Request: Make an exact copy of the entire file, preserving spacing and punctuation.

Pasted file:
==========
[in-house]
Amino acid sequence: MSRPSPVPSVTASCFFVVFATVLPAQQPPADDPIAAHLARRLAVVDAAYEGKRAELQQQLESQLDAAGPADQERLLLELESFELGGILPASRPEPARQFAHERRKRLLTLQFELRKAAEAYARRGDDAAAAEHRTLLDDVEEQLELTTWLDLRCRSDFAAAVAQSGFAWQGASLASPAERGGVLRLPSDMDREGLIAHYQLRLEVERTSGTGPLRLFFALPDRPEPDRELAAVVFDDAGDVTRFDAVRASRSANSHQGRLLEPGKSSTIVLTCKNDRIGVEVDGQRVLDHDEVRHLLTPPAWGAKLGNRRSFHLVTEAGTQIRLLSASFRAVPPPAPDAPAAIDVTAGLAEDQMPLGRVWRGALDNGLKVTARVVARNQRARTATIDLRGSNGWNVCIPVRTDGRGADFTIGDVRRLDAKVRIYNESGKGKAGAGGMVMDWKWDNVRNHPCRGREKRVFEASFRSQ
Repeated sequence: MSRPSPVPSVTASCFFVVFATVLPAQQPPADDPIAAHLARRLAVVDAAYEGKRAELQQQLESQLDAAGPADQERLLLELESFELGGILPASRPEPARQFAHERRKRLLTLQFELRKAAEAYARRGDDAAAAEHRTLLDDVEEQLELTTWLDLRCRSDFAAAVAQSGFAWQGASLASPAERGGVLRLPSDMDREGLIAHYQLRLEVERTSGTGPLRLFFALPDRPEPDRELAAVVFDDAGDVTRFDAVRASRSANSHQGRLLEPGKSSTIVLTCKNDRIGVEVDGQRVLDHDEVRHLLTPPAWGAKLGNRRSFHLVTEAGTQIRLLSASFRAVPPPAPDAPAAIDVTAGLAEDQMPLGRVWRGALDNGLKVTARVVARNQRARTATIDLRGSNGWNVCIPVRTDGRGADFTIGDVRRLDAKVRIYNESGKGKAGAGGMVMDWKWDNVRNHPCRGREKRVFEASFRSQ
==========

[in-house]
Amino acid sequence: MSRPSPVPSVTASCFFVVFATVLPAQQPPADDPIAAHLARRLAVVDAAYEGKRAELQQQLESQLDAAGPADQERLLLELESFELGGILPASRPEPARQFAHERRKRLLTLQFELRKAAEAYARRGDDAAAAEHRTLLDDVEEQLELTTWLDLRCRSDFAAAVAQSGFAWQGASLASPAERGGVLRLPSDMDREGLIAHYQLRLEVERTSGTGPLRLFFALPDRPEPDRELAAVVFDDAGDVTRFDAVRASRSANSHQGRLLEPGKSSTIVLTCKNDRIGVEVDGQRVLDHDEVRHLLTPPAWGAKLGNRRSFHLVTEAGTQIRLLSASFRAVPPPAPDAPAAIDVTAGLAEDQMPLGRVWRGALDNGLKVTARVVARNQRARTATIDLRGSNGWNVCIPVRTDGRGADFTIGDVRRLDAKVRIYNESGKGKAGAGGMVMDWKWDNVRNHPCRGREKRVFEASFRSQ
Repeated sequence: MSRPSPVPSVTASCFFVVFATVLPAQQPPADDPIAAHLARRLAVVDAAYEGKRAELQQQLESQLDAAGPADQERLLLELESFELGGILPASRPEPARQFAHERRKRLLTLQFELRKAAEAYARRGDDAAAAEHRTLLDDVEEQLELTTWLDLRCRSDFAAAVAQSGFAWQGASLASPAERGGVLRLPSDMDREGLIAHYQLRLEVERTSGTGPLRLFFALPDRPEPDRELAAVVFDDAGDVTRFDAVRASRSANSHQGRLLEPGKSSTIVLTCKNDRIGVEVDGQRVLDHDEVRHLLTPPAWGAKLGNRRSFHLVTEAGTQIRLLSASFRAVPPPAPDAPAAIDVTAGLAEDQMPLGRVWRGALDNGLKVTARVVARNQRARTATIDLRGSNGWNVCIPVRTDGRGADFTIGDVRRLDAKVRIYNESGKGKAGAGGMVMDWKWDNVRNHPCRGREKRVFEASFRSQ